TraceTogether Data Can Be Used In Case Of Security Or Safety Threat
TraceTogether has been essential in Singapore’s fight against the spread of Covid-19, helping authorities conduct contact tracing efforts.
As it turns out, police are also able to access TraceTogether data if they need to.
During a Parliament sitting on 4 Jan, Minister of State for Home Affairs Desmond Tan said data from the contact tracing app and token can be used by police to aid criminal investigations.
The Singapore Police Force (SPF) are able to do so under the Criminal Procedure Code.
TraceTogether data can be used by police
On 4 Jan, Mr Tan said in Parliament that the police is empowered by the Criminal Procedure Code to obtain any data, reports Channel NewsAsia (CNA).
This includes data from the TraceTogether app and token.
However, he also added the government has strict measures pertaining to the protection of this personal data.
Only authorised officers can access TraceTogether data
One such measure includes only allowing authorised officers to access TraceTogether data, according to CNA.
Furthermore, the data will only be used for authorised purposes and will be stored on a secure data platform.
He added that officers who disclose data without permission may be dealt with a fine of up to $5,000, receive 2 years’ jail, or both.
Responding to a question about the data usage violating the TraceTogether’s privacy statement, Mr Tan said the government will not make it impossible to access such data in cases where a person’s safety may be compromised.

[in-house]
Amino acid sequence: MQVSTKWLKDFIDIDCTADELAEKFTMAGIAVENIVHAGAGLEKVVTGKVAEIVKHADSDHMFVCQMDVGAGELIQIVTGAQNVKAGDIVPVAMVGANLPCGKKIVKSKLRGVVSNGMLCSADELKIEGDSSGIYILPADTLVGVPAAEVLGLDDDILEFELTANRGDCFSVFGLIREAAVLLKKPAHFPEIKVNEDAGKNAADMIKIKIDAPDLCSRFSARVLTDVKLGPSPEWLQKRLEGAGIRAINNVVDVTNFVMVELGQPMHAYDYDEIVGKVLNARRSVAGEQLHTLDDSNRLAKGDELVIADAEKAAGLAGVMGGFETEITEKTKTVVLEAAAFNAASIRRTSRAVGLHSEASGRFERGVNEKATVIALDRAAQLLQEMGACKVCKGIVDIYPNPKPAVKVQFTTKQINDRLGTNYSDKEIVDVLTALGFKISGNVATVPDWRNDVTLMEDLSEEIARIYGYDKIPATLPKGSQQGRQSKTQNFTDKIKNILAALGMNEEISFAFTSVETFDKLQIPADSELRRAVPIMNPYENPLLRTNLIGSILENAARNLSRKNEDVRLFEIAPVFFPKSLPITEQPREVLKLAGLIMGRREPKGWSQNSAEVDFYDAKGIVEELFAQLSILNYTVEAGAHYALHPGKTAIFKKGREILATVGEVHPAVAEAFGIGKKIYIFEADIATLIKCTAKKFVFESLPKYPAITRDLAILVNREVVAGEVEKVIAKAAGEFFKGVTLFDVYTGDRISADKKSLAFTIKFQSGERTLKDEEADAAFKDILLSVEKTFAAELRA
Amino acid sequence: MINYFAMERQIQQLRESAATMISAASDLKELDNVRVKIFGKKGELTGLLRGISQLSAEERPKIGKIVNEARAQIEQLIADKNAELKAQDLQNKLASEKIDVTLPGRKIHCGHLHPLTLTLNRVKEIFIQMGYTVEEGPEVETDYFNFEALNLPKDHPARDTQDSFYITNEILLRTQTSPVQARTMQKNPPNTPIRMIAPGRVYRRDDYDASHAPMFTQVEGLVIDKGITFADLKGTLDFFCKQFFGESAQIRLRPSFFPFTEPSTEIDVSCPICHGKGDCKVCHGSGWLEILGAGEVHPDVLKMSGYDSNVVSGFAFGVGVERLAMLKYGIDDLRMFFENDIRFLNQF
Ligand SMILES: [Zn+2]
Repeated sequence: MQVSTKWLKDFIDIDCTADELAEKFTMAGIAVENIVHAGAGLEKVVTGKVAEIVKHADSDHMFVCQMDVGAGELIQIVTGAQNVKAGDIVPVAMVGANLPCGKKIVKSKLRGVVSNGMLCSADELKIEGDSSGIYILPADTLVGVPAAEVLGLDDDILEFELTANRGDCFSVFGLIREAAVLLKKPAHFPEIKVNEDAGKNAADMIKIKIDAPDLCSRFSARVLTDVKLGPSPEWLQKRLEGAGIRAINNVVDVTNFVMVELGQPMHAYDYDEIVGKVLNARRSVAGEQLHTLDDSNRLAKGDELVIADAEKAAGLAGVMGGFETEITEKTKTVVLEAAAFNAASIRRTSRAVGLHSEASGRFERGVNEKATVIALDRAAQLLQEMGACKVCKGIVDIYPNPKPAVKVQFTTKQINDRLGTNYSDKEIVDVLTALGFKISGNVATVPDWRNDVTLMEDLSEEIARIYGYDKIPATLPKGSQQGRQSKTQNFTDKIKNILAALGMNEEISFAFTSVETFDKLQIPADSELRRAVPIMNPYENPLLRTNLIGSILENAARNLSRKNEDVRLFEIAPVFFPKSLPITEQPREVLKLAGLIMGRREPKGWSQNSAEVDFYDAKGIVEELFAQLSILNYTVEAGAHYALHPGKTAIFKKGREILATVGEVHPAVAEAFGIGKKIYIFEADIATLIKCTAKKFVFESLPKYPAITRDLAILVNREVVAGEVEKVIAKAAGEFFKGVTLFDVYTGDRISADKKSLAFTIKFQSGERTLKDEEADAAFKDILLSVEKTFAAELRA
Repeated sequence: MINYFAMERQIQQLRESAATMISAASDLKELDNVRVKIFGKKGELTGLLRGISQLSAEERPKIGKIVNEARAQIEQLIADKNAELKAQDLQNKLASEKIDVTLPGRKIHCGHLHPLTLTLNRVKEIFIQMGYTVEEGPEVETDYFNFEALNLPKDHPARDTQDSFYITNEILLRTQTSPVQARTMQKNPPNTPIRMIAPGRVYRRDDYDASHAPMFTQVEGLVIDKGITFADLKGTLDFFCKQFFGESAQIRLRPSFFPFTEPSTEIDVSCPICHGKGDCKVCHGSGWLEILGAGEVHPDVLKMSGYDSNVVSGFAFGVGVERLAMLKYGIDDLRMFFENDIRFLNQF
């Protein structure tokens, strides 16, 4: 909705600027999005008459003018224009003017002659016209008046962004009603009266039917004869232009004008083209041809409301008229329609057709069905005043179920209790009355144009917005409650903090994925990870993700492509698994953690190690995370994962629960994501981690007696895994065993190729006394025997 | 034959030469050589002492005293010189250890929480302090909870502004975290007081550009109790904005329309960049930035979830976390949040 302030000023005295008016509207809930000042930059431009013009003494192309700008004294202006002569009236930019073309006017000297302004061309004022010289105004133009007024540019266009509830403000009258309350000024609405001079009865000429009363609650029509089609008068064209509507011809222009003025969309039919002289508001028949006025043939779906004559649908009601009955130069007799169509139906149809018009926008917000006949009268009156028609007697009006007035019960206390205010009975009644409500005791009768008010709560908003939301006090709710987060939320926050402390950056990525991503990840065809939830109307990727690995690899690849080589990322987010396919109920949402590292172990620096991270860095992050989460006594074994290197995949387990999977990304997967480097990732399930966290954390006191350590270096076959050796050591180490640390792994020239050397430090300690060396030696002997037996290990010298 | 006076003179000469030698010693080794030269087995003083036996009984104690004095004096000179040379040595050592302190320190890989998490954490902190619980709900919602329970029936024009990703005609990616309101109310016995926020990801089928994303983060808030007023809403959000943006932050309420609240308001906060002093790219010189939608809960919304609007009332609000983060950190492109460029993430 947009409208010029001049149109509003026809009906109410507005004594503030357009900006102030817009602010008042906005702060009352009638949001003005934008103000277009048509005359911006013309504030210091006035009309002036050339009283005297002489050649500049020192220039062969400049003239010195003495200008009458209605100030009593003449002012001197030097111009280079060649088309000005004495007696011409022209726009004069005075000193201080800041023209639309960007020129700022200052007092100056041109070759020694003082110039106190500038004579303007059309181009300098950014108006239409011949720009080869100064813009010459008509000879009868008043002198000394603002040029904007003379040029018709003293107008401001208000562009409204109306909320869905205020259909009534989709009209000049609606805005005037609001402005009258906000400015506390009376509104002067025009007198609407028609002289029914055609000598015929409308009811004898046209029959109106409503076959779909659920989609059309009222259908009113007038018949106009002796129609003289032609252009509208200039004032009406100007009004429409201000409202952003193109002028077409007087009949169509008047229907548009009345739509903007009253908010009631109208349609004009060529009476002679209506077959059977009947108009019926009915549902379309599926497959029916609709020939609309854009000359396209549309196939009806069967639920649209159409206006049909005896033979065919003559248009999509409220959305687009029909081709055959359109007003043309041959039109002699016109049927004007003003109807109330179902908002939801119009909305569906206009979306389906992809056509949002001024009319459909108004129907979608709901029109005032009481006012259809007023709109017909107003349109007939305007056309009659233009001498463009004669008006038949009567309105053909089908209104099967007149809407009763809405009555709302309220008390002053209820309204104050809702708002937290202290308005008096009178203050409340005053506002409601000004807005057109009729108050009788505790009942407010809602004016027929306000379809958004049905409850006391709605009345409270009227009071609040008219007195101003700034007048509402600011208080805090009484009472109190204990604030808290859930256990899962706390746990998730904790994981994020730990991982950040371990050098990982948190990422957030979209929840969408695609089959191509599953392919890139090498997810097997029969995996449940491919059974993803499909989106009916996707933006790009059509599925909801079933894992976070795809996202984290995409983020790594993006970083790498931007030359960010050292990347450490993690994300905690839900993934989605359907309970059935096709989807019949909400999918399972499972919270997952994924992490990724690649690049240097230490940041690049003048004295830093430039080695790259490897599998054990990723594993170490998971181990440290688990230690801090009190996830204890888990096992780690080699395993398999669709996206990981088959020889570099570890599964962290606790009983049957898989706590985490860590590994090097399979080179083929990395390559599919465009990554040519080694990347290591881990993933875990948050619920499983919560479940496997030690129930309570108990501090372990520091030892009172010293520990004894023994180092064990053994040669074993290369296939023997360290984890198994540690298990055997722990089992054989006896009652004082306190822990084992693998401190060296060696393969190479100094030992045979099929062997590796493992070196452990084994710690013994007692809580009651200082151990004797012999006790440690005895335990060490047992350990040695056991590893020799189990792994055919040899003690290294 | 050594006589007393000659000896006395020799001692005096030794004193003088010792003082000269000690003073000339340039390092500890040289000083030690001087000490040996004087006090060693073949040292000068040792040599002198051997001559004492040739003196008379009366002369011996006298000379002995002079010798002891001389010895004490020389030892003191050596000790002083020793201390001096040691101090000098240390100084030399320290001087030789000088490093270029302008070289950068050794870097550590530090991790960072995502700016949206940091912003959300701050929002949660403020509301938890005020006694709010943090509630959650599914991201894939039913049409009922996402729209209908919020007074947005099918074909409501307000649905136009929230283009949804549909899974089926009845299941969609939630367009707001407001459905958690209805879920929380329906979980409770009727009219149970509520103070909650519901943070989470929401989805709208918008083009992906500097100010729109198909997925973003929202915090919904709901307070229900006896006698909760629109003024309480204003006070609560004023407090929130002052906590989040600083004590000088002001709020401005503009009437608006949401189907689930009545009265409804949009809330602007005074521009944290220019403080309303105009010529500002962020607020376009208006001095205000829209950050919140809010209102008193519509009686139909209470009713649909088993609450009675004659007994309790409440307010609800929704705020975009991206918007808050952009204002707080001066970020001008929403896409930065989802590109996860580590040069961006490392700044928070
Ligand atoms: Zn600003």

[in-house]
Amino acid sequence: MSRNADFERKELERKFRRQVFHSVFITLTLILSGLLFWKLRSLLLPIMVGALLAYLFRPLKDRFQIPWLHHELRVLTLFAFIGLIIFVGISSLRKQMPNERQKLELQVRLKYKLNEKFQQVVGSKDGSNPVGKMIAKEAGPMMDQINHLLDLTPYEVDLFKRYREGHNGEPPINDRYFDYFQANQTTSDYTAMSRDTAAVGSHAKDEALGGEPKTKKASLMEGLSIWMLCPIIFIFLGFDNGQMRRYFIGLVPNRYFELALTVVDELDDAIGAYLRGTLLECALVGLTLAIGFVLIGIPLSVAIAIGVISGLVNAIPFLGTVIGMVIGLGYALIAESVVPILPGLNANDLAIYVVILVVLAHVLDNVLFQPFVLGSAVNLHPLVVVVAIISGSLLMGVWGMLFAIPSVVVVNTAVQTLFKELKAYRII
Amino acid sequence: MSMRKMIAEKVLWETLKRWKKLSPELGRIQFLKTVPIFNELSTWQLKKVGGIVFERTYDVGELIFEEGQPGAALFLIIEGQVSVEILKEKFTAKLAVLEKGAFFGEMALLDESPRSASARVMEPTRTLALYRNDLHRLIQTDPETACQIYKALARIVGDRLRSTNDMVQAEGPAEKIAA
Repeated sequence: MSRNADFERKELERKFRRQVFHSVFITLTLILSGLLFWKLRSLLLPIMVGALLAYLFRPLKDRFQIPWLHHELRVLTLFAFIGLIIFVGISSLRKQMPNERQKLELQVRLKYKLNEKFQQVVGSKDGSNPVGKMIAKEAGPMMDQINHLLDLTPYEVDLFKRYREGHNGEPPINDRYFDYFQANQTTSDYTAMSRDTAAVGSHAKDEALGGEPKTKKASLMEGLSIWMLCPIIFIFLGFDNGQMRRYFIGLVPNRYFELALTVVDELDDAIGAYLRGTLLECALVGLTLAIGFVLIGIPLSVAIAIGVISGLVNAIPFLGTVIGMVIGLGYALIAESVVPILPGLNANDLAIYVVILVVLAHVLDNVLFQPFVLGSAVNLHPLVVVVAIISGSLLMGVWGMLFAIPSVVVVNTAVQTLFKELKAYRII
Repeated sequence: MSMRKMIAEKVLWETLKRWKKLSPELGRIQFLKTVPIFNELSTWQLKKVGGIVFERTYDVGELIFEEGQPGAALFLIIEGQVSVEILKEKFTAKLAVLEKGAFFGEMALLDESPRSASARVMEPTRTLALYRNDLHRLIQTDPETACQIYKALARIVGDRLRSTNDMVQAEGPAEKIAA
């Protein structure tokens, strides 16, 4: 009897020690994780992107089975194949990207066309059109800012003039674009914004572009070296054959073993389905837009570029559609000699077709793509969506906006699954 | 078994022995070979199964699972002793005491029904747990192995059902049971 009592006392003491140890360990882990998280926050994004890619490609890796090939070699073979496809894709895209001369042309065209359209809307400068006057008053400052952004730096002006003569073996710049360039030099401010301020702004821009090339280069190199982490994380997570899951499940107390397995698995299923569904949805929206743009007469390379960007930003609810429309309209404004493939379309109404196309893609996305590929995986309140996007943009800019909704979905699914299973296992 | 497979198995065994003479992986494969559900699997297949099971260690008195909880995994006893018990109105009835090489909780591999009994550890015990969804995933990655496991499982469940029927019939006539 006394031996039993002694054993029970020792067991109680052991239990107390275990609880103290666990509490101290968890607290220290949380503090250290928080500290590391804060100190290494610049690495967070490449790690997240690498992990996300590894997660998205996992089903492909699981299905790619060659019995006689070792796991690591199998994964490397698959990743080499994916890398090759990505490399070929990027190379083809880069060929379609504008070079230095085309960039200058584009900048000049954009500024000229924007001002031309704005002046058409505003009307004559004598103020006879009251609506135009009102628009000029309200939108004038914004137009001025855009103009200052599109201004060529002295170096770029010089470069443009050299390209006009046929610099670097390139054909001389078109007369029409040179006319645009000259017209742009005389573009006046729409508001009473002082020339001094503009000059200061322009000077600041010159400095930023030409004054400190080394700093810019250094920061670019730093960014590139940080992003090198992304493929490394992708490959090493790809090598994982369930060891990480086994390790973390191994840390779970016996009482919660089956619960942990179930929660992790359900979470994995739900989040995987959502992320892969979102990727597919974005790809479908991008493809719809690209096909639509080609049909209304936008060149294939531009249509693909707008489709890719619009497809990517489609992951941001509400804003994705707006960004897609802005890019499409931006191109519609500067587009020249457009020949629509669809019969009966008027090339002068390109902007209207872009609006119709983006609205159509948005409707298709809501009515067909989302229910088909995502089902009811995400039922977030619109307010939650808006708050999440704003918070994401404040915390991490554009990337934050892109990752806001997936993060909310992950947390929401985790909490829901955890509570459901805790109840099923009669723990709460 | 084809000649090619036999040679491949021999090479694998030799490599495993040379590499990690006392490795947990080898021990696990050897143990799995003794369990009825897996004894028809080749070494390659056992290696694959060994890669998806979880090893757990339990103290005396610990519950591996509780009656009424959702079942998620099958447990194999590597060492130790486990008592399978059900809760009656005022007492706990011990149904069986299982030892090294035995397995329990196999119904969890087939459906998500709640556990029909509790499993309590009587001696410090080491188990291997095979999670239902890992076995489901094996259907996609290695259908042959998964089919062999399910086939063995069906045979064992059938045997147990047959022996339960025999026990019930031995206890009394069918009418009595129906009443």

If such a situation occurs, authorised police officers may then invoke the Criminal Procedure Code for their criminal investigations.
But this must be for the “safety and security” of citizens.
Other than that, Mr Tan said TraceTogether’s main purpose is still contact tracing during the Covid-19 pandemic.
Proper measures are in place
While it may be alarming that our personal data may potentially be used by the police for investigations, we must keep in mind that such decisions were made to ensure citizens’ safety.
While security as well as possible abuse are concerns, police officers are only authorised to use TraceTogether data in cases where there’s a security or safety threat.
This also applies to any other personal data that authorities hold on citizens, and so this won’t necessarily mean that TraceTogether data will definitely be used.
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Featured image adapted from Facebook.